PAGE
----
While it is certainly true that the strongest and probably most frequently occurring cadence in music is V7 to I and it is also true that the most frequently occurring secondary dominant cadence is the V of V that is only part of the story. All of the chords in a particular key have a secondary dominant chord as is illustrated in the table below. As you are studying this exercise refer to the circle of fifths as you see to your right. Notice that all of the secondary dominant chords are located to the immediate right of their target chord, to chord in the key.The interactive illustration below is one of the all-time cool thingsfor a guitarist who is studying music theory, the guitar itself is sort of like a harmonic laboratory where just about all things are possible!

Playing through the courts in the basic diatonic harmony, called a step progression as you know, almost is passable as a song or musical composition. It is quite interesting to play this step progression by preceding each one of the cords in the key with its own secondary dominant as I have done in the exercise below. Although this exercise is simply me strumming my good old electric guitar, the power the secondary dominant chords have to affect chord to chord movement is clearly evident.

The point here is that every chord has its own secondary dominant chord, in fact the secondary dominant chords themselves can be preceded by their own dominants. This this concept is often used to create a string of dominant chords each one resolving to the next and finally, at some point arriving back at the tonic. Since all dominant chords are located five steps away from their target chords, a series our string of dominant chords will have names that coincide with the circle of fifths, in the correct order. This type of chord to chord movement is also called cycle five root motion. Below is an example I have written for you to learn the sound of cycle five root motion and become comfortable with that concept of extended dominant chords.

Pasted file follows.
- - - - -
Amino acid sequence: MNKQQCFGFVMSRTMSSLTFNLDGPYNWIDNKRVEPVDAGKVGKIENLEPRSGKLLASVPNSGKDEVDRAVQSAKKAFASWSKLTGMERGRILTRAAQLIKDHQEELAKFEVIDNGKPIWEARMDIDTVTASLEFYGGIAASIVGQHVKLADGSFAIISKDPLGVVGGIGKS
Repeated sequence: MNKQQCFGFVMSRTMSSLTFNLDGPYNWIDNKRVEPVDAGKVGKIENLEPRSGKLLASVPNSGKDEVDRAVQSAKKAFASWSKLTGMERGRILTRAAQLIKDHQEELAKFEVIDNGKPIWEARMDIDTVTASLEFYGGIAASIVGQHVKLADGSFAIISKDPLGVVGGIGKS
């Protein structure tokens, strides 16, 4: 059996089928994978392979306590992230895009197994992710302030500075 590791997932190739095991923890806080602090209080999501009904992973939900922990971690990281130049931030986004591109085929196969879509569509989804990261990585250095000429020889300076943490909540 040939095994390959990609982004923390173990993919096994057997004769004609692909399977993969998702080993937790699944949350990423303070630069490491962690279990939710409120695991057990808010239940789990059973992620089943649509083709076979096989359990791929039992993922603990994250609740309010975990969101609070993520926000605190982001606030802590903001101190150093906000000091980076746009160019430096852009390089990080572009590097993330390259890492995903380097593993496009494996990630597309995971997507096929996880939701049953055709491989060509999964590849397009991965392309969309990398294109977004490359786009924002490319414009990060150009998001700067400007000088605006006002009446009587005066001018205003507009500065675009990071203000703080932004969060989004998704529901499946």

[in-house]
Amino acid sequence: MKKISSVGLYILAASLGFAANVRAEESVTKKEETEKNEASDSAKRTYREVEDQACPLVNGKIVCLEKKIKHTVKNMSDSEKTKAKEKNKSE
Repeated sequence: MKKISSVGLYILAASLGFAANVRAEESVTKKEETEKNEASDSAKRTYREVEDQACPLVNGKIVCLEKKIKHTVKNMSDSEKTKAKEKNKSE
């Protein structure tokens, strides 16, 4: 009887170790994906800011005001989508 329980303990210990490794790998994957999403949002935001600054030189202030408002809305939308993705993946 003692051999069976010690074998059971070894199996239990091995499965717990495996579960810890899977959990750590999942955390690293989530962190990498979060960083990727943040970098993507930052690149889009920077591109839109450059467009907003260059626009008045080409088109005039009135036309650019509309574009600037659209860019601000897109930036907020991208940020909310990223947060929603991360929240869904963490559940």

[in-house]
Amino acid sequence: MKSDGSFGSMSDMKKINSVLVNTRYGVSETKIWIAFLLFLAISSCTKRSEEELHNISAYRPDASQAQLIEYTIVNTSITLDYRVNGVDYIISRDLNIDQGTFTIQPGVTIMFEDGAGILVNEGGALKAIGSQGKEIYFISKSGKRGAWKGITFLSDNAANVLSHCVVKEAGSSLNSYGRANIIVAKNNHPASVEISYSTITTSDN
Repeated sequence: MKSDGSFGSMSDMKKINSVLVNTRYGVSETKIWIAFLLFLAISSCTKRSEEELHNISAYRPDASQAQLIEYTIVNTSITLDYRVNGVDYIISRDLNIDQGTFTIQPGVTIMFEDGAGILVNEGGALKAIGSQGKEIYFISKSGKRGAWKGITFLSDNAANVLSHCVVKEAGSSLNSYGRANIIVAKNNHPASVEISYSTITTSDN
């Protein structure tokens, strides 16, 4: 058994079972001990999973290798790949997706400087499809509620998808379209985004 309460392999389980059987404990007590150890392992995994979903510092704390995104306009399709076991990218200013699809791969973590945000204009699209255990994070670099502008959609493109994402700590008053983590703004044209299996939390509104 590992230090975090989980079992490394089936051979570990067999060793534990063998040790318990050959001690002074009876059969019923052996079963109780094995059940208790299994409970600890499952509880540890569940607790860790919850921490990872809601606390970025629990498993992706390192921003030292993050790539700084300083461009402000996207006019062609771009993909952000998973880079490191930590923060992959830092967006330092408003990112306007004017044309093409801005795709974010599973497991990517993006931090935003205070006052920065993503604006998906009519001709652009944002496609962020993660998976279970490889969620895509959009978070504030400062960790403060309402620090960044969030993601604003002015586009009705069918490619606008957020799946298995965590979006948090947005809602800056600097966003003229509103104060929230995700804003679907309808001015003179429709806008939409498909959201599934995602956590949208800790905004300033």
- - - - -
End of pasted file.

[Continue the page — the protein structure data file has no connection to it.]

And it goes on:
There are several interesting compositional techniques employed in the example above, the first of which being a string of dominant seventh chords also called a series of extended dominants. In bars one through four you see a series of extended dominant chords that is to say B7 is the fifth of E, E7 is the fifth of A, A7 is the fifth of the and so on as we have established cycle five root motion. Measure four ends with G7, the actual dominant chord of the key. Bars five through eight employed the same cycle five root motion only ending with C7, accord not in the key of C major therefore it is a secondary dominant, the dominant of the four chord.

In measure nine the bridge or B section of the song begins with the IV chord, a common knowledge compositional technique but quite effective nonetheless especially when followed by IV minor, as is often the case. Bars 11 and 12 use a simple step progression, similar to the ones we have studied in this course. Measures 13 through 16 repeat theIV to IV minor pattern and then progress to the always reliableV of V then to V and ultimately of course back home to the tonic. Although I consider C major homebase in this song, measure 24 has the song ending on C7 which is another interesting and common knowledge compositional technique.